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Somehow, with one minute before we had to leave for school one of my son’s shoes went missing. The only shoes that he will currently wear. I searched everywhere as fast as I could. No luck. It was then that I told him he was going to have to wear his brand new Star Wars Crocs. This didn’t go over well.

My son proceeded to cry, scream and have a fit like only toddlers can. I texted my principal to let her know that I was going to be a few minutes late and decided to conduct one last sweep of the house while my son continued to cry while sitting at the top of the steps. Maybe it would turn up.

No such luck!

I gathered my screaming son and the Crocs that he would have to wear and carried him to the car. I quickly buckled him in his booster seat and put the Crocs on his feet. He immediately kicked them onto the floor. So be it. I would deal with that later. If at all.

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Are you freakin' kidding me?

Of all days.

Typical.

Last week I had to take my daughter to get some bloodwork done. Nothing major at all. Just routine stuff. But as you well know, it has to be done in the morning and you have to fast for like a million hours.

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These words were bellowed to the crowd by Russell Crowe’s character in Gladiator after he graphically destroyed every opponent that was put before him in the arena. His words, aimed at the audience, were meant to show his disgust at what was sacrificed at the expense of their entertainment.

I can’t help but think that if I close my eyes, and imagine a voice with a little less bass, that these same words could be spoken by many educators across the country. You see, I feel like many educators feel as if they are jumping through hoops simply to entertain those that hold the purse strings and make the rules. This is the time of year when many educators are preparing their students for a test, administering a test, or simply trying to get their students back into a routine since testing has taken up so much of their valuable time.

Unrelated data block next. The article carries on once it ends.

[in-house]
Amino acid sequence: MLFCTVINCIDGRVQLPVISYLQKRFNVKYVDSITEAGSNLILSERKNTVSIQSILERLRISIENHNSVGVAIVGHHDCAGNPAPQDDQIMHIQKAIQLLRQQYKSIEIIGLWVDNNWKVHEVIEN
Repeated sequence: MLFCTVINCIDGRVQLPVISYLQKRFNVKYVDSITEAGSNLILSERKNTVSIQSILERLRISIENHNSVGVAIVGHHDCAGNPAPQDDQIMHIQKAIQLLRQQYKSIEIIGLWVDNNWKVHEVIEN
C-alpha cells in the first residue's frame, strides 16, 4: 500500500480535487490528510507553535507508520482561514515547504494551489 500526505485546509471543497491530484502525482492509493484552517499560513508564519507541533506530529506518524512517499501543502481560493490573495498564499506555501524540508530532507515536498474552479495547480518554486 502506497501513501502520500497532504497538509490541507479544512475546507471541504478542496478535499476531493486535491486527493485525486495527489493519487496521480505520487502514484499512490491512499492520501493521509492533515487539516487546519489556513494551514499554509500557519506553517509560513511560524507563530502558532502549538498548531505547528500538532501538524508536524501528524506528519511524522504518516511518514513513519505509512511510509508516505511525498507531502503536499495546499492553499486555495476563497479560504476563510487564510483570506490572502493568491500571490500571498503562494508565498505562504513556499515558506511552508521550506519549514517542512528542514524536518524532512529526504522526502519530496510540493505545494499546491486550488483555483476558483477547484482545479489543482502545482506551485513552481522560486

Like Russell Crowe’s character in Gladiator, educators do not really have a choice. They must put on a show. Preparing their students for states tests is not an option for them. While their lives don’t depend on the results, their jobs often do. And unfortunately, so does their self-esteem.

This is not to imply that teachers aren’t successfully preparing their students for the tests that they must take each year. Because they are. In fact, many teachers have become quite skilled at this art. But at what cost? Does a high test score mean that a student is ready and prepared for the world they are about to encounter? Or is a high test score often nothing more than just a number? I submit that oftentimes it is the latter. I truly believe that life’s most important tests do not require a pencil.

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I was standing right there!

Jordan had to have known that I was going to see him. That I was going to bust him. Maybe he didn't care. Maybe he had already made up his mind. Maybe there was more to the story.

Like an Avenger or Marvel superhero, he jumped off the bus and roundhouse punched another kid all one motion. But I was right there. And he wasn't getting away with such random violence while I was in charge. Not on my watch!

I grabbed him by the wrist, probably tighter than I should have, and marched him and his victim into my office. Once we were in my office, with the door shut, I laid into him. I mean I let him have it. 

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From that moment on I have done everything in my power to stay close. It is my responsibility to keep her safe and protect her from the world for she is not yet prepared. But she is getting older each day. And it scares me.

What I once could hold with one hand,  I can now barely carry down the stairs. She is growing up and it is beautiful to have a front row seat to such an amazing metamorphosis. I am well aware of the fact that she won’t be mine forever. That I must begin to pull back. Give her space that will soon be hers to create. But it is difficult.

Two years ago we took a family vacation to Disney World. And that is when I, without planning it, allowed for a bit of space to be created. My son and I were leaving the pool in a hurry because he had to use the restroom. I knew she wasn’t far behind us. But she wasn’t with us. Yet, I wasn’t worried. I knew she was capable of gathering her things and meeting us back in the room.

This was space I had never given before. Allowing my daughter to be out of my sight. Away from home. Amongst strangers. But it felt right.

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